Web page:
Instagram’s most-liked picture ever has been revealed as a mental health campaign.
The picture of an egg, which was first posted on Instagram at the start of January by a page named world_record_egg, was originally intended to break the world record for the most-liked image on Instagram.
Raking up over a whopping 52 million likes to date, the post far surpassed its primary goal to beat Kylie Jenner’s nearly 19 million likes she received last year on her photo showing her holding her new-born daughter’s hand that revealed she had given birth to first child Stormi Webster.
And social media users around the world were perplexed at how the mundane object managed to reach such global fame.
But now the viral world record egg, has been revealed as something much more important than just a social media record – a mental health campaign.
Over a series of six photos on the egg’s Instagram page, followers can see it start to gradually show up with more and more cracks.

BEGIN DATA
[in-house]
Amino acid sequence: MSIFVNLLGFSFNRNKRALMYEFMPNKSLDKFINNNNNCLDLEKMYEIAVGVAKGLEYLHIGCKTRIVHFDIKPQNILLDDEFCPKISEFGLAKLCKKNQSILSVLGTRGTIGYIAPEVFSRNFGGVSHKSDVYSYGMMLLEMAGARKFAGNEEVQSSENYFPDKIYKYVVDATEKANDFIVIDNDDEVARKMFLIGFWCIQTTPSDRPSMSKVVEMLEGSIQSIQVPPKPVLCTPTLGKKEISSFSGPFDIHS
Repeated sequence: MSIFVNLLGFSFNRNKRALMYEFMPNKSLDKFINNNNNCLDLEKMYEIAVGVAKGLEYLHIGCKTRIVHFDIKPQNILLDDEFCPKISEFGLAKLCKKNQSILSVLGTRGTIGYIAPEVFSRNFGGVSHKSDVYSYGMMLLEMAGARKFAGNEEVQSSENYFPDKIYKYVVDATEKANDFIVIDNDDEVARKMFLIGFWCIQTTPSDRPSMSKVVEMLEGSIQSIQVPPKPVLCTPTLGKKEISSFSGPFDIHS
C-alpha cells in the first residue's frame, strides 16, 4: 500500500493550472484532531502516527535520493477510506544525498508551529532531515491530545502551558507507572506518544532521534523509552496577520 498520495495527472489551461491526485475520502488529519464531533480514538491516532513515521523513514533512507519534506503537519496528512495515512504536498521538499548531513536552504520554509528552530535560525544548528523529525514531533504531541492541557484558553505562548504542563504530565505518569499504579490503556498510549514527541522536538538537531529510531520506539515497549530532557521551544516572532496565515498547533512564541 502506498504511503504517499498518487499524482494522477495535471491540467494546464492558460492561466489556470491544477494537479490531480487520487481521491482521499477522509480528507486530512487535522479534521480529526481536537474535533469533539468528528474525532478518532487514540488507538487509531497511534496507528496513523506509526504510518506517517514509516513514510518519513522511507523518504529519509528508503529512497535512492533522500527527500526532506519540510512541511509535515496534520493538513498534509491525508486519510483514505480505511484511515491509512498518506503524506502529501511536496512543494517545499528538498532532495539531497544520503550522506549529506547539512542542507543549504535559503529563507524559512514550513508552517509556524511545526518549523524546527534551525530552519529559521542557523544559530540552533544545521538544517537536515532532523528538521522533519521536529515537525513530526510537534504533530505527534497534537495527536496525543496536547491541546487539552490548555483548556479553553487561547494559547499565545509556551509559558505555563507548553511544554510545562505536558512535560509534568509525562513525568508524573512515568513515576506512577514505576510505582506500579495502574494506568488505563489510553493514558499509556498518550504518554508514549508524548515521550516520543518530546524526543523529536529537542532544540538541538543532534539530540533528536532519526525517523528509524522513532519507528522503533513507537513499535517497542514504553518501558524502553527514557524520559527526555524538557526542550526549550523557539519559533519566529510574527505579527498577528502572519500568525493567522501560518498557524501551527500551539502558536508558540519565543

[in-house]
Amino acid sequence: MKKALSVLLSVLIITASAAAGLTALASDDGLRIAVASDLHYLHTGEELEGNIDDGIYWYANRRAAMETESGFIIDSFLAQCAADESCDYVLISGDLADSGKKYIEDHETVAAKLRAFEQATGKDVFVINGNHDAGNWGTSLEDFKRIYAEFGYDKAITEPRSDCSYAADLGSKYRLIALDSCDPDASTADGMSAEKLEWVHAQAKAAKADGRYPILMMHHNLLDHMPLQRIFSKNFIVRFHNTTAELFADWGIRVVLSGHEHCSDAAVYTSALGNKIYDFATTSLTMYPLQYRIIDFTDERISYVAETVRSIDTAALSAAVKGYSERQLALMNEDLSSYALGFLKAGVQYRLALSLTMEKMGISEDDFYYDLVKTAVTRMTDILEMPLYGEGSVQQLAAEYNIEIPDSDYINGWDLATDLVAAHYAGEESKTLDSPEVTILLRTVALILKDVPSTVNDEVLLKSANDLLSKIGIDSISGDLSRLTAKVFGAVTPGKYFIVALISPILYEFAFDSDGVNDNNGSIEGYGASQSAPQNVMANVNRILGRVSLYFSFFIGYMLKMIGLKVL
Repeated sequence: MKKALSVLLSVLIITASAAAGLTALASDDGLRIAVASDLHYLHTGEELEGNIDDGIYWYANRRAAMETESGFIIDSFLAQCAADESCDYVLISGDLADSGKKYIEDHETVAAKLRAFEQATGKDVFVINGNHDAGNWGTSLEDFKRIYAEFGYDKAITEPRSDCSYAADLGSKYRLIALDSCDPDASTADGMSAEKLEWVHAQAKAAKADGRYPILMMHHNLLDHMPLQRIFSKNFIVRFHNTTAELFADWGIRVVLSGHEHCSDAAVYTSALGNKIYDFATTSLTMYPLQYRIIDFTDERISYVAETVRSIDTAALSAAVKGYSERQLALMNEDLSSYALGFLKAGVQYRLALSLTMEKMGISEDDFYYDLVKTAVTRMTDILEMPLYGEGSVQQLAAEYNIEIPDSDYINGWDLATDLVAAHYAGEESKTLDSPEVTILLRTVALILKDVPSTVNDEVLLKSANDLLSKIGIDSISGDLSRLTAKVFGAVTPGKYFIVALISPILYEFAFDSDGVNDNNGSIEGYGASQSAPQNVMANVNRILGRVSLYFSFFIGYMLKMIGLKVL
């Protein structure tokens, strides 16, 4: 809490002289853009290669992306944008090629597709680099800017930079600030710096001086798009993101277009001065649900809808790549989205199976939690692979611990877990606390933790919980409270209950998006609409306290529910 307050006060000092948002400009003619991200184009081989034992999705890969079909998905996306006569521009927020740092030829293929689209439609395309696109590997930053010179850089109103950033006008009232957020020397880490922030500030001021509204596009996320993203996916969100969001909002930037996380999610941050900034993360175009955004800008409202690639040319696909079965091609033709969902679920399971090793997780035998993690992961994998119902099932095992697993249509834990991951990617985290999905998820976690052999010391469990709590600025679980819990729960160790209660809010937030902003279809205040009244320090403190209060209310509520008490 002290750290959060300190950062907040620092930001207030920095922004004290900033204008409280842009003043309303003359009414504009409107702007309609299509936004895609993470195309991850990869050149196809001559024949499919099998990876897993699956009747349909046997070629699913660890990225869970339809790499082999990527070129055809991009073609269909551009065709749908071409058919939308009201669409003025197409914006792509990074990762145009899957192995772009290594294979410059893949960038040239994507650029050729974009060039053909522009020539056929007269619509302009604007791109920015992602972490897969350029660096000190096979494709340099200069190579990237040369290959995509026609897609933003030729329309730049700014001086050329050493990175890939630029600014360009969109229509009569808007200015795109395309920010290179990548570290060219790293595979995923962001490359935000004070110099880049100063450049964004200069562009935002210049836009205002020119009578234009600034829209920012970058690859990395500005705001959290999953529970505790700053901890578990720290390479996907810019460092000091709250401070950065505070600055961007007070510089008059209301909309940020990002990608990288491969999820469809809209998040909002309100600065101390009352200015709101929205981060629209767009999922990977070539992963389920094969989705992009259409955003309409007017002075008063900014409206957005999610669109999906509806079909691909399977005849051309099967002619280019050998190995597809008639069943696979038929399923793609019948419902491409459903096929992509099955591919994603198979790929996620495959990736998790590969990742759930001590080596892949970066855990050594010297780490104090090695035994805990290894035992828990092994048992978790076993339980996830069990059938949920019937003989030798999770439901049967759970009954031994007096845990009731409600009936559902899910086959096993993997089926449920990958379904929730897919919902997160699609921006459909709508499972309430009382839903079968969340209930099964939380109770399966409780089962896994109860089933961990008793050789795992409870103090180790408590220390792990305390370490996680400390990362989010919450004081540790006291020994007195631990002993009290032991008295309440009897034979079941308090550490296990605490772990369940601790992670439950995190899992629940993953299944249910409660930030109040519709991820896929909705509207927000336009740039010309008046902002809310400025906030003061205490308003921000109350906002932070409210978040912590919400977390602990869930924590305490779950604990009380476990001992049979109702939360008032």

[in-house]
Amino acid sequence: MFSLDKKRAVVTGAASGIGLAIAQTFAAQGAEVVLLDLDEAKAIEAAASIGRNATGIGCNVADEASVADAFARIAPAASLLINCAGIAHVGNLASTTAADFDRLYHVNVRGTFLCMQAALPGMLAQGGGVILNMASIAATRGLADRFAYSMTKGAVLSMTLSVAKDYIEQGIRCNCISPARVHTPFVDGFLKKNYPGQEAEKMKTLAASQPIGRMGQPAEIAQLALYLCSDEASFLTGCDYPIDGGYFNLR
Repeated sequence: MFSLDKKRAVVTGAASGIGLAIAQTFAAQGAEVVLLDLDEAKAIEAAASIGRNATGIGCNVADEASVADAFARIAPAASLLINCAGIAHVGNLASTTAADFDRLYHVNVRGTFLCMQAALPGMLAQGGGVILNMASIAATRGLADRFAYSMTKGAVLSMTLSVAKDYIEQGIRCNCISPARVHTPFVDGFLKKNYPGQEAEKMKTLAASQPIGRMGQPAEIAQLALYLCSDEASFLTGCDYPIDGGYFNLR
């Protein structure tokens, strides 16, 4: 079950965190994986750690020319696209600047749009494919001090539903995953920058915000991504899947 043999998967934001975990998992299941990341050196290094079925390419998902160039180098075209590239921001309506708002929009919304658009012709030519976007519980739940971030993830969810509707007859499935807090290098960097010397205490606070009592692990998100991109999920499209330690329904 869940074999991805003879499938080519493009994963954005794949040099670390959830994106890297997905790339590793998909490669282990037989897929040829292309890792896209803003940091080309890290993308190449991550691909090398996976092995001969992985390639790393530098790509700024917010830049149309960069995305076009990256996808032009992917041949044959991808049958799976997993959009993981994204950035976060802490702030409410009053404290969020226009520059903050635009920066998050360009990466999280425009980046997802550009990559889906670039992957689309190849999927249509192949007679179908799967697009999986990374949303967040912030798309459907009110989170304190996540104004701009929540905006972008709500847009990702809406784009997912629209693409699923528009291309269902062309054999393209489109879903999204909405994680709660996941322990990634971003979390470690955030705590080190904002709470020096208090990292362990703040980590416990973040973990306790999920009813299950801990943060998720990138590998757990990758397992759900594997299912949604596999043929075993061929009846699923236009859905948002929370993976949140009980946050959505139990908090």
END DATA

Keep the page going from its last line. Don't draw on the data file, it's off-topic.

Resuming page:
And in the newest post, which was posted yesterday, fans were treated to an animated video of the egg.
The video sees the Insta-famous egg display the same cracks that it shows in the previous image. The cracks then start to expand and the lovable egg ends up exploding into a pile on the floor.
‘Hi, I’m the world_record_egg (you may have heard of me),’ shows the caption accompanying the video’s actions.
‘Recently I’ve started to crack,’ it continues. ‘The pressure of social media is getting to me’.
However, all is not lost for the little egg.
‘If you’re struggling too talk to someone,’ reads the caption, before the egg pops up into its former fully functioning state.
‘We got this,’ it finishes, with a smiley face shown on the front of the egg.
‘Phew! I feel so much better now,’ reads the caption on the Instagram post. ‘If you’re feeling the pressure, visit talkingegg.info to find out more. Let’s build this list together’
The video campaign finishes with a message to visit talkingegg.info for more information.
If you go on to visit the website in question you will find a list of useful links to mental health support groups, organised by whichever country you live in.